If you’re reading this article then it’s probably because you’ve just landed on the industry Terminated Merchant File, or the more commonly called MATCH list. And, not be over-dramatic here, this can be one of the worst things that can happen to a merchant.
Being placed on this list means that your merchant account has been terminated. It also notifies other acquirers that there’s something not right with your business. That means that you probably won’t be able to find another processor anytime soon. To make matters even worse most merchants aren’t even aware that they’ve been TMF’d until they apply for a merchant account and are rejected for this reason.
Since this has serious implications for your business, let’s explains what exactly the MATCH list and what you can do to stay-off this list and survive if you ever are.
MATCH stands for Member Alert to Control High-Risk. It was created and is managed by MasterCard as a means of compiling information on businesses, and their owners, whose credit card processing privileges have been terminated. This database is then used by banks to help screen applicants and determine if businesses should be given credit cards.
Since it’s more comprehensive, MATCH replaced the Terminated Merchant File (TMF), which was used to track blacklisted companies.
In short, this is a way for acquiring banks (aka merchant processing banks) to screen potential applicants to make sure that they’re not a high-risk merchant.
The biggest downside with MATCH, in MasterCard’s own words, is that “MasterCard does not verify, otherwise confirm, or ask for confirmation of either the basis for or accuracy of any information that is reported to or listed in MATCH. It is possible that information has been wrongfully reported or inaccurately reported. It is also possible that facts and circumstances giving rise to a MATCH report may be subject to interpretation and dispute.”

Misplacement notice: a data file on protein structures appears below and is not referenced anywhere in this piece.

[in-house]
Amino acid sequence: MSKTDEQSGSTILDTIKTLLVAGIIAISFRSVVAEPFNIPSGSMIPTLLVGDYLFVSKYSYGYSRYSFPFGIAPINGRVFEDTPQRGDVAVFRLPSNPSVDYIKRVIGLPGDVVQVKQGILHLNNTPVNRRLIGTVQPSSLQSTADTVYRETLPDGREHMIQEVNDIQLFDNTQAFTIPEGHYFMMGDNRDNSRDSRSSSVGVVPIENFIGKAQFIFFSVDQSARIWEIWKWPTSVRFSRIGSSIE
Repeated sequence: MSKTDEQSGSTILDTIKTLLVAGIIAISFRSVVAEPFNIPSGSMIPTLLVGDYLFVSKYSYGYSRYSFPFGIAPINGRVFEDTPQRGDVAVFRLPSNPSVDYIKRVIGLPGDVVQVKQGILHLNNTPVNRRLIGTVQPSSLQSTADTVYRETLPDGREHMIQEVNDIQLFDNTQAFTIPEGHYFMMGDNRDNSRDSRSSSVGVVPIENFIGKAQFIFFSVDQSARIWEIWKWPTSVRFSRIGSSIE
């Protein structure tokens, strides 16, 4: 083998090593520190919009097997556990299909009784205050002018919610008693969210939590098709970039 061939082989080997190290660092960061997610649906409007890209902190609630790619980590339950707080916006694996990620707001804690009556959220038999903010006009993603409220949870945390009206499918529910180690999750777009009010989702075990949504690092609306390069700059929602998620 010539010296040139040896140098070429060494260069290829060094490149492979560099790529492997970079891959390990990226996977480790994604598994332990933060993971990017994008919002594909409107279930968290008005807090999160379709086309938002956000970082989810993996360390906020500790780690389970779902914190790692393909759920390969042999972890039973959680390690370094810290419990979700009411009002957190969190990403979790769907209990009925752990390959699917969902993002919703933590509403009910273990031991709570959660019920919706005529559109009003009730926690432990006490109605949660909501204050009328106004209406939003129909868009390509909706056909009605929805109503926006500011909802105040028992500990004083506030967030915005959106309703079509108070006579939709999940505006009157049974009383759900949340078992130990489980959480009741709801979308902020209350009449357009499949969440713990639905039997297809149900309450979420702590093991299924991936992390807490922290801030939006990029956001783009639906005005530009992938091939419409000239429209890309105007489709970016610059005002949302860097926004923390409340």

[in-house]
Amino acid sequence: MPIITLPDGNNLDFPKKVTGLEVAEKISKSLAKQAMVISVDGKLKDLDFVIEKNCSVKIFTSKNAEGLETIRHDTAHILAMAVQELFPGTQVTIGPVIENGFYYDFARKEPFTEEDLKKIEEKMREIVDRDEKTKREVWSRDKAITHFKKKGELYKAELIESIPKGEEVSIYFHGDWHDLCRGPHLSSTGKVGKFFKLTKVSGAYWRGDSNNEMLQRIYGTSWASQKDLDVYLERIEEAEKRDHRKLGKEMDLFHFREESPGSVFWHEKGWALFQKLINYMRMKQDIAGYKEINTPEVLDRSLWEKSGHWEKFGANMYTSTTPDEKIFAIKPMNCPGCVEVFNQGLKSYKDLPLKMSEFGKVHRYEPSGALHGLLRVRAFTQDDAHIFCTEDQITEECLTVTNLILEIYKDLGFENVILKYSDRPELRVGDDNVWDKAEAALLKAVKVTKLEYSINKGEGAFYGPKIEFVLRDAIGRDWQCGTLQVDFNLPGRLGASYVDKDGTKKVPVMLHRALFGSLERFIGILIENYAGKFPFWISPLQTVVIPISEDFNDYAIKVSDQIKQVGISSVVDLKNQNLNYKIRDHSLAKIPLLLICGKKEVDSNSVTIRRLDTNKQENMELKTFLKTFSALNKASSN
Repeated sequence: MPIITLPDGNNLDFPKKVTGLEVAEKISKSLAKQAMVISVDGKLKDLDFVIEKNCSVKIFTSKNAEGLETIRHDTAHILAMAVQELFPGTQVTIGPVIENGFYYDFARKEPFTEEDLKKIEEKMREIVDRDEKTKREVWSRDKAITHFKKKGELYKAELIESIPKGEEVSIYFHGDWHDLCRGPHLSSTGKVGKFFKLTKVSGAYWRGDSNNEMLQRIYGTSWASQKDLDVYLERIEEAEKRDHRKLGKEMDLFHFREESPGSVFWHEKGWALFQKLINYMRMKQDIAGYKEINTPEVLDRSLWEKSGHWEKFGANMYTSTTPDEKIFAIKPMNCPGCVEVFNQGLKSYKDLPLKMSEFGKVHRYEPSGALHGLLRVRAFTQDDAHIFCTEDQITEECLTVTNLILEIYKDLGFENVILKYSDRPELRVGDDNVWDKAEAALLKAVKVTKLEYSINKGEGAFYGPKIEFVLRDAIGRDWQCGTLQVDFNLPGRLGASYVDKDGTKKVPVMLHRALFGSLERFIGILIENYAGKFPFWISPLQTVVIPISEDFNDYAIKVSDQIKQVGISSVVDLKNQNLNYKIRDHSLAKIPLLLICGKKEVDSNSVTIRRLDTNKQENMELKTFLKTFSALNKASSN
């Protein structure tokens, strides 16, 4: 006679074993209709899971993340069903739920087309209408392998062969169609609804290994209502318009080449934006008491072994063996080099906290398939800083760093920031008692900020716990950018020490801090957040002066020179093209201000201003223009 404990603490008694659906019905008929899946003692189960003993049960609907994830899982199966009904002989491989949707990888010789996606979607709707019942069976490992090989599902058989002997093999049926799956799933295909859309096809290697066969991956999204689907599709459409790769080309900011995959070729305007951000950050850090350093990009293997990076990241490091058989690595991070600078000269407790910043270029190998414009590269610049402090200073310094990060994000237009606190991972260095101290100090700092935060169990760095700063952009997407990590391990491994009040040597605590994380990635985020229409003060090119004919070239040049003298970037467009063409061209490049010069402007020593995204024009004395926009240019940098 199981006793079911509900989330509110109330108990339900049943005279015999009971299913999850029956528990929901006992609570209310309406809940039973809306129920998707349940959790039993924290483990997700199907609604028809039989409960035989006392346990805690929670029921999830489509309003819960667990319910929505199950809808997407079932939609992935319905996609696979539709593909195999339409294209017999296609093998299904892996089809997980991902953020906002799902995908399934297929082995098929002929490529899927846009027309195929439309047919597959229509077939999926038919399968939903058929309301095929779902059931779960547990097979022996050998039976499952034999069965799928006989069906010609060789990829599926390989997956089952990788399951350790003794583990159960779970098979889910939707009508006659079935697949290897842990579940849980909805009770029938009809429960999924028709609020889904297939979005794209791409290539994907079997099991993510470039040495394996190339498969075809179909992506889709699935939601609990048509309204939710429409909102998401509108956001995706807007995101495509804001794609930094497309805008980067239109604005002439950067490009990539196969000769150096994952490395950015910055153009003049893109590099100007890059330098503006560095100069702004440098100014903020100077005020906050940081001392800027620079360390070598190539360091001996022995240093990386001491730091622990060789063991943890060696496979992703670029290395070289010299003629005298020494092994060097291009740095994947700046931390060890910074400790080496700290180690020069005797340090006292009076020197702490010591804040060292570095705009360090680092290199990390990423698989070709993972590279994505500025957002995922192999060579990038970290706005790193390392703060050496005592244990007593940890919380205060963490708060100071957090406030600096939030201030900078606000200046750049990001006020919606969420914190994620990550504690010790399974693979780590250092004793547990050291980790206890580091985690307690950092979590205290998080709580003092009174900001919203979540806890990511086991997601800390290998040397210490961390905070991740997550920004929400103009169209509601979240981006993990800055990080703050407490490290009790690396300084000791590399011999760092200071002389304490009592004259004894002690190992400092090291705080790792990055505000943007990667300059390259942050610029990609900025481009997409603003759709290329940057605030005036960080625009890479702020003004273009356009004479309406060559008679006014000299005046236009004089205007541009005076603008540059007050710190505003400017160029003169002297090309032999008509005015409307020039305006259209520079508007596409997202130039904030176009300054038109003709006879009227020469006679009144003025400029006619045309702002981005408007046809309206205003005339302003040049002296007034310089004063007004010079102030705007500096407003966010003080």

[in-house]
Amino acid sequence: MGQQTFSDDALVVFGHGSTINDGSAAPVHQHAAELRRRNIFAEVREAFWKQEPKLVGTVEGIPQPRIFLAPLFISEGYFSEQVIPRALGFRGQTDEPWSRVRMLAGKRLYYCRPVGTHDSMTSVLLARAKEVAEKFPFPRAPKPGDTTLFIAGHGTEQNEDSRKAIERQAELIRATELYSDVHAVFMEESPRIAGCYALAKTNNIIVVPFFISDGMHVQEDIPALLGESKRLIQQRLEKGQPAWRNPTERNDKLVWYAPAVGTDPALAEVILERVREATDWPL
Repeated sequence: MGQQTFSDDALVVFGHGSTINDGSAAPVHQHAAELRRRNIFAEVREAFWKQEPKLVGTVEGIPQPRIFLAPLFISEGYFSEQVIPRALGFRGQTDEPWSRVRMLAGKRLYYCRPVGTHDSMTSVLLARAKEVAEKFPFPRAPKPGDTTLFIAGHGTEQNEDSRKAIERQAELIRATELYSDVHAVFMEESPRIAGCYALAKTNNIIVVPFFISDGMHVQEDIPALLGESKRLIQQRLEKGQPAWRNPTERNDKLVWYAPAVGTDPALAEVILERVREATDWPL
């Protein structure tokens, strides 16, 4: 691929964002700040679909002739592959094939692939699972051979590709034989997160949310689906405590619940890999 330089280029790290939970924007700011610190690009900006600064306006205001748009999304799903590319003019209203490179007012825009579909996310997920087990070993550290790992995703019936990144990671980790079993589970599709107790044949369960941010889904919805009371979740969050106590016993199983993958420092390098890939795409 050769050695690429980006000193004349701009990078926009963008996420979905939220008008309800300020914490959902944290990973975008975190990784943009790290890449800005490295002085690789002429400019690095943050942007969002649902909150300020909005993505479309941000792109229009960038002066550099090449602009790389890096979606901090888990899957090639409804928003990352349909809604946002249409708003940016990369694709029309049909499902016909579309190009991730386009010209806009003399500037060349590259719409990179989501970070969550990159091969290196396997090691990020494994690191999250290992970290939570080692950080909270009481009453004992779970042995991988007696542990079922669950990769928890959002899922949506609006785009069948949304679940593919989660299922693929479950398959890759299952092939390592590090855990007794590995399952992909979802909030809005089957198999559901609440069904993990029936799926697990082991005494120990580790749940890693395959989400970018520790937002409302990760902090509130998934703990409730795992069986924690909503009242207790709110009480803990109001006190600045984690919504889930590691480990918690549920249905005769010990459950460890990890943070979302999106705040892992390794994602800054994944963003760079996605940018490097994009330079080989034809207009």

How do you get placed on the MATCH list?
There are number of conditions in which a merchant can get MATCHed, but are the most common reasons;
- Account data compromise
- Excessive chargebacks
- Excessive fraud
- Fraud conviction
- MasterCard has labeled the merchant as a “Questionable Merchant” based on their guidelines.
- Bankruptcy, liquidation, or insolvency
- Violation of of one or more of the card network’s regulations
- Merchant collusion
- PCI-DSS noncompliance
- Illegal transactions
- Identity theft
How long are you on the list?
If you do not find a way to get you or your business removed from the list, expect to stay there for 5 years.
How do you get off the MATCH list?
Let’s be honest. It’s almost impossible to get removed from the MATCH list prior to that five year sentence. But, if you don’t mind jumping through hoops and getting transferred from one department to another, the best course of action would be to first find out why you’ve been placed on the list.
Let’s say it was because of non-payment or chargebacks. Pay off your balance or find out how to resolve the matter with your former provider. Once you do, they can contact MasterCard on your behalf.
If it was because of PCI-DSS noncompliance, then become compliant and plead your case.
If you were placed on the list because of fraudulent activity, then it’s going to be extremely tough to ever repair your reputation. In fact, it may be a lost cause.
Ultimately, if you were MATCHed erroneously, then definitely seek legal counsel.
Can you still get a merchant account?
Yes. You can still get a merchant account with service providers that specialize in high-risk, such as Durango Merchant Services or Payline Data. Just make sure that you comparison shop and find merchant accounts that have the fairest fees, rates, and terms.
And, remember to provide them documentation that you’re a valuable asset. For example, if you’re a high volume merchant making over $100,000 per month, many processors would consider your business worth their while.
A MATCH placement is a very big deal that could haunt your business for years. That’s why it’s in your best interest to avoid getting placed on the list on the first by being honest, diligent, and adhering to the latest PCI standards.
If you get placed on the list, and are innocent, plead your case and seek to get removed. If not, you can still send and receive payments through processors that specialize in high risk merchant accounts.
Last words: stay off this list.